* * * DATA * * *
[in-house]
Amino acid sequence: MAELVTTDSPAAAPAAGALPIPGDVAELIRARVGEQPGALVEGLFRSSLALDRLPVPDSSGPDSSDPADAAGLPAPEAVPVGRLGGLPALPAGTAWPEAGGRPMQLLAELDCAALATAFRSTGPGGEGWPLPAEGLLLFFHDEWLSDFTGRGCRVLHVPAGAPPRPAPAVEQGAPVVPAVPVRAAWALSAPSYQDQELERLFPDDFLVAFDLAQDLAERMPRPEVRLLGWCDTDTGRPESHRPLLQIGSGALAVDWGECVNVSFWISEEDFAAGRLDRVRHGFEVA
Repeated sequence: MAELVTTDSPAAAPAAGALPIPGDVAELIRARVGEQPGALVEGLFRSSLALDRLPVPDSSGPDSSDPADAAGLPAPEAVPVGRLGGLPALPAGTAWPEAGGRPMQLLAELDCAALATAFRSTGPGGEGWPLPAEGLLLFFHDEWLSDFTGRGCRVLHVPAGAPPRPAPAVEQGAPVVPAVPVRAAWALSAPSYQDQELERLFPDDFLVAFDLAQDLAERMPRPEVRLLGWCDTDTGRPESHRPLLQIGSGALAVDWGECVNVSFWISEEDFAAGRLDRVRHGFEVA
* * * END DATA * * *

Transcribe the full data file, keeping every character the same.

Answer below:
[in-house]
Amino acid sequence: MAELVTTDSPAAAPAAGALPIPGDVAELIRARVGEQPGALVEGLFRSSLALDRLPVPDSSGPDSSDPADAAGLPAPEAVPVGRLGGLPALPAGTAWPEAGGRPMQLLAELDCAALATAFRSTGPGGEGWPLPAEGLLLFFHDEWLSDFTGRGCRVLHVPAGAPPRPAPAVEQGAPVVPAVPVRAAWALSAPSYQDQELERLFPDDFLVAFDLAQDLAERMPRPEVRLLGWCDTDTGRPESHRPLLQIGSGALAVDWGECVNVSFWISEEDFAAGRLDRVRHGFEVA
Repeated sequence: MAELVTTDSPAAAPAAGALPIPGDVAELIRARVGEQPGALVEGLFRSSLALDRLPVPDSSGPDSSDPADAAGLPAPEAVPVGRLGGLPALPAGTAWPEAGGRPMQLLAELDCAALATAFRSTGPGGEGWPLPAEGLLLFFHDEWLSDFTGRGCRVLHVPAGAPPRPAPAVEQGAPVVPAVPVRAAWALSAPSYQDQELERLFPDDFLVAFDLAQDLAERMPRPEVRLLGWCDTDTGRPESHRPLLQIGSGALAVDWGECVNVSFWISEEDFAAGRLDRVRHGFEVA